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St. Anselm, Bishop and Doctor of the Church

April 20, 2018

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St. Anselm

St. Anselm was born in 1033 in Aosta in Piedmont, Italy. His father strictly controlled the family home. When Anselm was fifteen he wanted to join the Benedictine monastery in Aosta, but his father refused to allow it, so when Anselm turned twenty-three he left home, traveled across the Alps, and went to Burgundy, France, where he went to study.

In 1059 he became a friend of Lanfranc, the prior of the Benedictine abbey in Bec, Normandy, and he became a Benedictine monk there in 1060. Anselm made rapid progress in the spiritual life, and he taught theology to his fellow students. Three years later Lanfranc was elected abbot of another abbey and Anselm replaced him as prior. Anselm developed a reputation as an excellent preacher, he did much to reform monastic life, and he was greatly loved by his fellow monks. He was consecrated abbot of the Bec Abbey in 1078, and he maintained close contact with his mentor Lanfranc who had become Archbishop of Canterbury.

Lanfranc died in 1089, and in 1092 the English clergy, who had come to know Anselm because of his visits to England to care for Benedictine property there, elected Anselm as his successor. Anselm insisted on the spiritual independence of the diocese and would not tolerate government interference, and as a result King William II refused to confirm his election.

Anselm moved to Canterbury in 1093, and the conflict with King William II escalated. The king demanded a large payment for his nomination as bishop, which he refused to pay, and would not allow him to convene synods. King William demanded that Pope Urban I remove Anselm, and he threatened to confiscate church property if he did not do so. Anselm was exiled in 1097. He went to Cluny, Lyons, and then to Rome, where he tendered his resignation. Pope Urban I reaffirmed his confidence in Anselm, ordered King William to permit his return, and insisted that all confiscated monies and properties be given back. Before Anselm’s return to England, Urban asked Anselm to attend the Council of Bari (1098) where he effectively defended Filioque, the Church’s doctrine of the double procession of the Holy Spirit from both the Father and the Son.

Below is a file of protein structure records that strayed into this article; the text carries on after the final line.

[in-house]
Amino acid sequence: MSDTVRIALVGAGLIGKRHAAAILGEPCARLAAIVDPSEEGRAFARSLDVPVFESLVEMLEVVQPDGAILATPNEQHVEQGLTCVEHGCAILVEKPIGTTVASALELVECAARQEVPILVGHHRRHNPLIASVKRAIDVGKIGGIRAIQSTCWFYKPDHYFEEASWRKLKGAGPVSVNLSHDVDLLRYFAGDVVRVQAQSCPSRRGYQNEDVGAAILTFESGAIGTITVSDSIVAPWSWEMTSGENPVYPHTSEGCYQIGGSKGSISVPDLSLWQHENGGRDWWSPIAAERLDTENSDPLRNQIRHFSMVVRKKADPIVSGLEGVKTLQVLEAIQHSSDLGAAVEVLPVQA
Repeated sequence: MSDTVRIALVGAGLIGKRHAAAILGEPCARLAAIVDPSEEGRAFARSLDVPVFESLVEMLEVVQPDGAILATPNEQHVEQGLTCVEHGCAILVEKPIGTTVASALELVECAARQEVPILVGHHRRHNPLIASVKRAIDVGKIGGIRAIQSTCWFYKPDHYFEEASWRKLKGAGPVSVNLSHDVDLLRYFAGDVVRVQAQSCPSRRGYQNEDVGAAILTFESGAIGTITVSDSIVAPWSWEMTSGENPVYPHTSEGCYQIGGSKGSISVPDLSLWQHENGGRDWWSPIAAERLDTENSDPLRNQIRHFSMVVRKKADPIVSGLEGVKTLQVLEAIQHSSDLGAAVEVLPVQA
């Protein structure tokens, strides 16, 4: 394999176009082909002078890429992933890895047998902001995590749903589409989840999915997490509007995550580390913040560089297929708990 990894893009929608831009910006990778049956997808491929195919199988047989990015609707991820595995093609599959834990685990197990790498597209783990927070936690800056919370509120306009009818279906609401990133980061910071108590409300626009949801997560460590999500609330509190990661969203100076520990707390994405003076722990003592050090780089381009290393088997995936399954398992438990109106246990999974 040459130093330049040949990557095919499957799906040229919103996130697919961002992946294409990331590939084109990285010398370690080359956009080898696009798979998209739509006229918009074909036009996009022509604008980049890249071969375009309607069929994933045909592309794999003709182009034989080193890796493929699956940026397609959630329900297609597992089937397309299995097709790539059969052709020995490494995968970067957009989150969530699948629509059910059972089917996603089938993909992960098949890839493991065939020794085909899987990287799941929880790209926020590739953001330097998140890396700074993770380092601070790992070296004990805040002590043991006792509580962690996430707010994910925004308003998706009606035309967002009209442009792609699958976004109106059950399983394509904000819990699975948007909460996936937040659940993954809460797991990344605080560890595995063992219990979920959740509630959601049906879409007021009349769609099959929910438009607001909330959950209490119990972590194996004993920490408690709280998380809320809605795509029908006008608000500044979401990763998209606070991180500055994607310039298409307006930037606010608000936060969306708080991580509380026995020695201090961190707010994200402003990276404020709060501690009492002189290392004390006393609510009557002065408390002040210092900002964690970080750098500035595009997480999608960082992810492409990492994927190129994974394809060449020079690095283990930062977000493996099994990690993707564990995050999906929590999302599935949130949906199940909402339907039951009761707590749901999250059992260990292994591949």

Anselm returned to England in 1100. King Henry I had assumed the throne after William’s death, and another round of disputes began. Henry insisted on the lay investiture of bishops and abbots. Anselm refused. Henry threatened further confiscation of church revenue and property, and sent Anselm into exile in 1103. Again, he returned to Rome. The new Pope, Paschal II, fully backed Anselm and refused to accede to Henry’s demands. When Anselm did return, the archbishop and the king reached a concordat: the king would no longer seek to invest bishops and the church would pay tribute to the king in the temporal realm.

Anselm is remembered as a brilliant theologian and philosopher, and he is regarded as the Father of Scholasticism. He is responsible for the definition of theology, “fides quaerens intellectum,” “faith seeking understanding.” He is the author of a number of major works: Monologium, metaphysical proofs on the existence of God; Proslogion, “Allocution,” on the attributes of God; Cur Deus Homo, “Why God Became Man,” a reflection on the Incarnation; as well as De fide Trinitatis, De conceptu virginali, De veritate, and Liber apologeticus pro insipiente.

St. Anselm died on April 21, 1109, in Canterbury, England, and was declared a Doctor of the Church in 1734. His symbol is a ship sailing over open water which represents spiritual independence from government interference.

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